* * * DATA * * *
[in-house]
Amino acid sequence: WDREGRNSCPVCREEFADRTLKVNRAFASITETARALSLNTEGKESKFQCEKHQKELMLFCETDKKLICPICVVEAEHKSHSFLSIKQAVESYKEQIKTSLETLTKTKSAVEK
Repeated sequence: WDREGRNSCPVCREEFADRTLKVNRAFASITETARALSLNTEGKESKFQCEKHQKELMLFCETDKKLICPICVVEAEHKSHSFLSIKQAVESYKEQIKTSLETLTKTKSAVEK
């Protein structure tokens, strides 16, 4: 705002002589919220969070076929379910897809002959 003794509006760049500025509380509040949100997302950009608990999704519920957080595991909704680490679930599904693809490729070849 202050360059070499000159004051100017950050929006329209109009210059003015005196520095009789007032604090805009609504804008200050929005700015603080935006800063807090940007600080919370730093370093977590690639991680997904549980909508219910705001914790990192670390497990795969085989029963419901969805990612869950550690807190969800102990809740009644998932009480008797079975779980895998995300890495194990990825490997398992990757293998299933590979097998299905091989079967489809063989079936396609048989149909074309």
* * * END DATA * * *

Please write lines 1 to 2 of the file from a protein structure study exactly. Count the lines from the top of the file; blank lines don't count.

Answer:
[in-house]
Amino acid sequence: WDREGRNSCPVCREEFADRTLKVNRAFASITETARALSLNTEGKESKFQCEKHQKELMLFCETDKKLICPICVVEAEHKSHSFLSIKQAVESYKEQIKTSLETLTKTKSAVEK